This low-slung house is located on a 14-acre farm in British Columbia’s Fraser River Valley. The region is not protected with dikes, so bylaws require any new structure’s first floor to be six feet above the existing ground. In addition, an active railway runs parallel to the site. The area is further battered from above, as storms with fierce winds funnel through the valley.
Despite these challenges, the site is naturally stunning, with panoramic views of a hazelnut orchard, Mount Baker, Mount Cheam and hills that cradle thermal hot springs. In fact, the hurdles of the site are transformed into assets in this home for an extended family that runs an organic sheep husbandry.
Depending on how one approaches it, the building’s massing is either muscularly hovering above or heavily embedded into the ground, articulating the duality of the temporary and the permanent that characterizes farming in a harsh landscape. Similar to traditional family farm compounds, three generations live under one roof in two adjoining houses. One family member uses a wheelchair, so the creation of a single stair-free plane allows her full access to the house.
The requirement to build the house on six feet of structural fill created an opportunity. To avoid unsightly fences between the yard and the sheep pasture, cost-effective concrete lock-block walls encircle the house. This is a modern reinterpretation of the ha-ha wall. Sheep are so friendly they will walk inside open doors and defecate on terraces and lawns. With a simple plane change, they can be near and far simultaneously. They are extra near in the main office, where a hole in the floating floor allows close views of the herd as they gather under the house to avoid the sun or rain.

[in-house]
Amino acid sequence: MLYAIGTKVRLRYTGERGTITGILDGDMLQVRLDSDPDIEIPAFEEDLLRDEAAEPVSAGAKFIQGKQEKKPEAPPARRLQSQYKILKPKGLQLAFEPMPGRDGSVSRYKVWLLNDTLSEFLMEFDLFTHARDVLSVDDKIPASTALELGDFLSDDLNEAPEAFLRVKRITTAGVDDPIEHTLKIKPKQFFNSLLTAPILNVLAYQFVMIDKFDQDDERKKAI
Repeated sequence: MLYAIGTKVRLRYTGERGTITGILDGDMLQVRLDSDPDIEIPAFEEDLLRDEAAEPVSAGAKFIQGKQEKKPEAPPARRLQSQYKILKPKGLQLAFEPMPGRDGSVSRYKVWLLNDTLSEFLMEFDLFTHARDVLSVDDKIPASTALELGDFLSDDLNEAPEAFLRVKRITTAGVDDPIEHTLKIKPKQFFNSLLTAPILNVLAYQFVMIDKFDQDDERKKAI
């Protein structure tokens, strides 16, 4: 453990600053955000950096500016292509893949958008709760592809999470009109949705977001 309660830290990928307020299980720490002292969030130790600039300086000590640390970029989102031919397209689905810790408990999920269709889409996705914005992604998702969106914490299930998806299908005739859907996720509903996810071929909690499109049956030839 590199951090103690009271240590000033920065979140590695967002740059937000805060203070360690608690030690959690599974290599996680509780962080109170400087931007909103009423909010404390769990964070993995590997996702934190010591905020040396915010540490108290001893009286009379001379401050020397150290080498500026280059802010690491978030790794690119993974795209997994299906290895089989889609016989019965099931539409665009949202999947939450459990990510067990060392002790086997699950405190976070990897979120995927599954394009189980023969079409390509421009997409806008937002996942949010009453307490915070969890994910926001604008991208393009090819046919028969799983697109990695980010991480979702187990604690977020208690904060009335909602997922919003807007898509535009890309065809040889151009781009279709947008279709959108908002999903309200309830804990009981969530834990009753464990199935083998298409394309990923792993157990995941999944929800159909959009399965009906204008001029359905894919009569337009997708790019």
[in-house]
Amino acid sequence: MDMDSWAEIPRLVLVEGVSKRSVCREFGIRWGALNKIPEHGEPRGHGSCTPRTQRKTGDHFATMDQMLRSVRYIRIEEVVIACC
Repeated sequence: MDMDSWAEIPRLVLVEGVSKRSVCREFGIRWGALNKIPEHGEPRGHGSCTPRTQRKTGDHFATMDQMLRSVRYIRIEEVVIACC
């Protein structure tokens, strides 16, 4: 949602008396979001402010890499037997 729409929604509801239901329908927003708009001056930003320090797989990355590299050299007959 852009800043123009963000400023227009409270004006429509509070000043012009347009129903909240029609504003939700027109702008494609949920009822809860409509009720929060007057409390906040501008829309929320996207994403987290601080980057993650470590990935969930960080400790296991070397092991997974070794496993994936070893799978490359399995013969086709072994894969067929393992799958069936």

At night, the sheep sleep in a space inspired by medieval farms, where the barn and house were one single structure. A green roof’s soil protects them from train noise to the north. This intentionally blank elevation also provides visual privacy from the road.
Inside, single-loaded corridors enable long one-point perspectives, each aimed at a particular natural feature or at an internal courtyard. In the main living area, roof beams exaggerate the space’s long dimension. The result is a feeling of expansiveness and solitude.
The site’s high water table provides optimal conditions for a shallow loop geothermal system; heat transfer is more effective when pipes are within saturated soil. Exterior finishes are robust: the north berm is ‘clad’ in a wild grass pasture, exterior walls are made of untreated concrete, overhangs and fascias of untreated cedar, and infill panels of weathering steel. Since the client is a civil contractor, all insulation, cladding and earthwork materials consist of recycled construction waste from other sites.
Core-insulated concrete slabs that cantilever over the sheep pasture rest on twin columns, identical to common highway overpasses. Sandwich panel construction provides strong acoustic separation for interior spaces. Triple-glazed laminated glass blocks train noise that makes it past the sloped acoustic berm. All interior partitions are built with concrete block, adding a third layer of noise protection for a good night’s sleep.
MF: This is a multi-generational, multi-legged house that is clearly different from what we have been used to seeing. It creates visual dialogue between its wings. The various strategies used to bring in light—whether from the ceiling, skylights, or the bottom of walls—gives a dramatic sense to the promenade. It’s a house with a spiritual aspect.
PH: Essentially, it’s a farmyard—a large part of the house is actually a barn for the sheep. There’s a sensitive analysis of the ha-ha strategy to keep the sheep penned in, and to allow for observing them from inside.
JH: The house takes cues from the train track in its siting. There’s a provocative contrast between being sensitive to the site and then also occupying so much of it, all while covering itself with ground. Inside, it’s a house of boundaries—it’s an interesting typology.